Miracle ingredient behind ‘game-changing’ NHS weight loss jab Wegovy will be in ‘limited supply’ until January 2024
- EXCLUSIVE: Semaglutide will see limited supply until early next year
- Novo Nordisk, the Danish drug maker, has committed to ramping up supplies
Supply of the powerful ingredient behind the NHS’s new slimming jab will not be readily available until January 2024, MailOnline can reveal.
A Hollywood-inspired craze for semaglutide – the powerful ingredient in Wegovy – has triggered global shortages over the past year.
Novo Nordisk, the Danish pharmaceutical titan behind the ‘game-changing’ weekly injection, has committed to ramping up supplies.
But it has warned that ‘unprecedented demand’ means supply for another one of its semaglutide products will be ‘intermittent’ for months.
Overweight Brits cannot yet be given Wegovy because it has yet to launch in the UK — despite being readily available in the US.
A UK study found that people who used Wegovy experienced rapid weight loss, dropping 18% of their weight over 68 weeks. They regained two-thirds of that weight, or 12% of their original body weight in the year after dropping the weekly injections. Experts says the drug needs to be used over a lifetime to keep off the pounds
Alex Guevara, 46, (pictured) is a paramedic practitioner from Milton Keynes. He has three children, zoloft side effects high blood pressure and lives with his wife Christina, 29. He said: ‘When a friend told me about semaglutide I felt I had nothing to lose. I went to a private clinic, and paid £250 a month for six months’
Ciara Lawless, 40, from Dublin, lost 2st (28lbs/12.7kg) in May 2020 after getting semaglutide injections when she weighed around 12 and a half stone. She said she maintained her weight after coming off the jab through healthy eating and a weekly treat but has since used the jab ‘for help’ when she ‘needs it’
Officials expect the jab, dubbed Hollywood’s worst-kept secret, to be rolled out in the coming weeks, however.
MailOnline understands that Novo Nordisk is ramping up production before making it available in Britain, with labs working 24/7.
It was blindsided by a massive wave of demand when Wegovy launched in the US in 2021, triggering a wave of shortages.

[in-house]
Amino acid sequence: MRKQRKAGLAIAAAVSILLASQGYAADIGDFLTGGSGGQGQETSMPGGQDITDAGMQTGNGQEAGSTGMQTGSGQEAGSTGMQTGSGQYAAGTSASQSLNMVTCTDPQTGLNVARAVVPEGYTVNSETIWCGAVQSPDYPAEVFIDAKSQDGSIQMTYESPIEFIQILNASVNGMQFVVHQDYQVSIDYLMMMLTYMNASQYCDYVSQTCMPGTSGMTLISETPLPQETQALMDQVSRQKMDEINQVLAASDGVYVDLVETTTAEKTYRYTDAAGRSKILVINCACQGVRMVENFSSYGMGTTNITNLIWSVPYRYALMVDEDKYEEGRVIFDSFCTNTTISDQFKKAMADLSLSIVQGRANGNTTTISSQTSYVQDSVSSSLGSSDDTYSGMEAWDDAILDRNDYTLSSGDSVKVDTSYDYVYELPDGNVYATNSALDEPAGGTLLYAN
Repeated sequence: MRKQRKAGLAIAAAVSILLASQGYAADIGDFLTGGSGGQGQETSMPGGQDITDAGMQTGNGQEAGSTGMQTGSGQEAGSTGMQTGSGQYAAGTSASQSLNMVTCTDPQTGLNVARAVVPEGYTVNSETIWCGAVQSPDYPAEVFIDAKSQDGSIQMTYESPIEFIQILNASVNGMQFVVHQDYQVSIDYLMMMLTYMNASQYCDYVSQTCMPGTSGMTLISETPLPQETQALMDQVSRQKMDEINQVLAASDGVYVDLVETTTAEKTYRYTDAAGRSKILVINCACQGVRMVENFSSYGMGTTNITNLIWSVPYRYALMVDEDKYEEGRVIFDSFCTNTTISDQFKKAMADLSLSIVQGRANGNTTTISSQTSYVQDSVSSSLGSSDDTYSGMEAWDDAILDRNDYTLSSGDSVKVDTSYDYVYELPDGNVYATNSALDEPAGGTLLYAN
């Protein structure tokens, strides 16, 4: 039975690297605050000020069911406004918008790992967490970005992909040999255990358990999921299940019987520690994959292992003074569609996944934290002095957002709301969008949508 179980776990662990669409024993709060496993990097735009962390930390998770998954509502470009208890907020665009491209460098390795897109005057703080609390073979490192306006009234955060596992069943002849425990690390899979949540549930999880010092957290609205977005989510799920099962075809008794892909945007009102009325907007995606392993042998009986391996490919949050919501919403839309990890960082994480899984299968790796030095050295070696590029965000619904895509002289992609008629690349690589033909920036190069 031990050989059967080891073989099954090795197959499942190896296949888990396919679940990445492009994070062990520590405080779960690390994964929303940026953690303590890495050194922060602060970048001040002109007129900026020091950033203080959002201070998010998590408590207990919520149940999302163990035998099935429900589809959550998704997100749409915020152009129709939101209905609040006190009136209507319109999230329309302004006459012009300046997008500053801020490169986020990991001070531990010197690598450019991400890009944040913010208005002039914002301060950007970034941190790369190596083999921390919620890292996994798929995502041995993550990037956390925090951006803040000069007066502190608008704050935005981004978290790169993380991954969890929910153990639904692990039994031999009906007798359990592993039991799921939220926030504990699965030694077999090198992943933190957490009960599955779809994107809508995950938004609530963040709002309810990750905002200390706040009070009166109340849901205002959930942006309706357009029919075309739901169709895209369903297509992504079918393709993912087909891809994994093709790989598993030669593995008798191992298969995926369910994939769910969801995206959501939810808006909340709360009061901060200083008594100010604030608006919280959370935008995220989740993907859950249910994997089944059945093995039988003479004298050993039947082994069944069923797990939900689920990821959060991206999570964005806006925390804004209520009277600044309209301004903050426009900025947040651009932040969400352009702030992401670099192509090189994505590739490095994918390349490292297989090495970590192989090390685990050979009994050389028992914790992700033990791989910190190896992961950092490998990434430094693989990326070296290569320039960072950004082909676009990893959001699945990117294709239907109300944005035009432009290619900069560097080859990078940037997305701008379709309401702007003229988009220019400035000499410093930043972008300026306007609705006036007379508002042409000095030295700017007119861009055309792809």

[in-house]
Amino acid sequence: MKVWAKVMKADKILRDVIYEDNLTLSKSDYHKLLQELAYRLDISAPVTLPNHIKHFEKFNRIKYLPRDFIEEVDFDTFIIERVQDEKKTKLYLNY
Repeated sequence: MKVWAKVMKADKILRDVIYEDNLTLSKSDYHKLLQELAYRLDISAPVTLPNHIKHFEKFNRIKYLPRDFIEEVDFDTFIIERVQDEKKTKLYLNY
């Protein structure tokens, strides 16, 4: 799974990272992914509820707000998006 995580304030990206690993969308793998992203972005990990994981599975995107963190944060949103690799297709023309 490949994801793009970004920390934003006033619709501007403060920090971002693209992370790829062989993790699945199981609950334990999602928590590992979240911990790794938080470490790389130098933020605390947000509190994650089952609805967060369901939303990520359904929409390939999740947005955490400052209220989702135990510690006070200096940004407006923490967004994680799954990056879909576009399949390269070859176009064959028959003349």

Ozempic, Wegovy’s sister drug, has also been affected by supply issues.
Although only licensed for type 2 diabetics, some patients have accessed the drug — a slightly weaker version — to help them lose weight.
READ MORE: Wonder weight loss drug will be dished out on the NHS – but experts warn Hollywood’s favourite slimming jab with nasty side effects like nausea and diarrhoea is NOT a miracle obesity fix and users can quickly pile pounds back on once they stop
Semaglutide, marketed as Wegovy, will be available in pharmacies from the spring
Patients with diabetes use the drug to regulate their blood glucose levels.
But many have struggled to get their hands on semaglutide of late, due to its surge in popularity for weight loss purposes.
And Britain will only have ‘limited’ supplies of Ozempic until next January, according to an online medicine tracker used by pharmacists.
A Novo Nordisk spokesperson said: ‘Wegovy hasn’t yet launched in the UK, therefore this is not in scope of the shortage in the UK.
‘We’re working to address intermittent supply of Ozempic for people living with type 2 diabetes in the UK.
‘This is due to unprecedented levels of demand which has tested our manufacturing capacity.’
Wegovy is manufactured in doses of either 2.4mg, 1.7mg, 1mg, 0.5mg or 0.2m5g.
Ozempic, for comparison, only comes in the three lower doses.
Despite being matching doses, the two products are not interchangeable.
Semaglutide works by hijacking the brain to suppress appetite and reduce calorie intake, resulting in substantial weight loss.
Watchdog NICE has given it the green light to be used on the NHS, but it has not yet been disclosed how much Wegovy will cost the health service.
Trials found those on it lost around 12 per cent of their body weight – and slashed their chances of type 2 diabetes by more than half.
The jabs are self-administered by patients once a week using pre-filled pens, for a minimum of 16 weeks.
Patients can initially be placed on the drug for a maximum of two years, although regulators say there is scope to increase this if real-world data shows it continues to be an effective weight loss tool.
Dr Leyla Hannbeck, chief executive of the Association of Independent Multiple Pharmacies (AIMP), said: ‘For months pharmacists have struggled to obtain semaglutide for patients with diabetes as this medicine is on shortages list due to high global demand for it for weight loss.
Danielle Breckenridge, 31, (pictured before the weight loss, left, and after, right) says she also lost more than 2st after taking semaglutide injections
Wegovy works by triggering the body to produce a hormone called glucagon-like peptide-1 that is released naturally from the intestines after meals
‘The decision to approve this weight loss medicine for NHS use is welcome but we anticipate an increase in demand and the current stock levels not keeping up.’
Malcolm Harrison, chief executive of the Company Chemists’ Association (CCA), said: ‘We welcome the news that NICE have now recommended the use of the weight-loss drug semaglutide – also known as Wegovy.
‘Now that this decision has been announced we expect that Novo Nordisk, the manufacturer of Wegovy, will now be working to scale up manufacture, to get their product to the UK market in sufficient volumes as soon as possible.
‘At this time, we are not aware of any specific reasons why this normal process should be delayed.’
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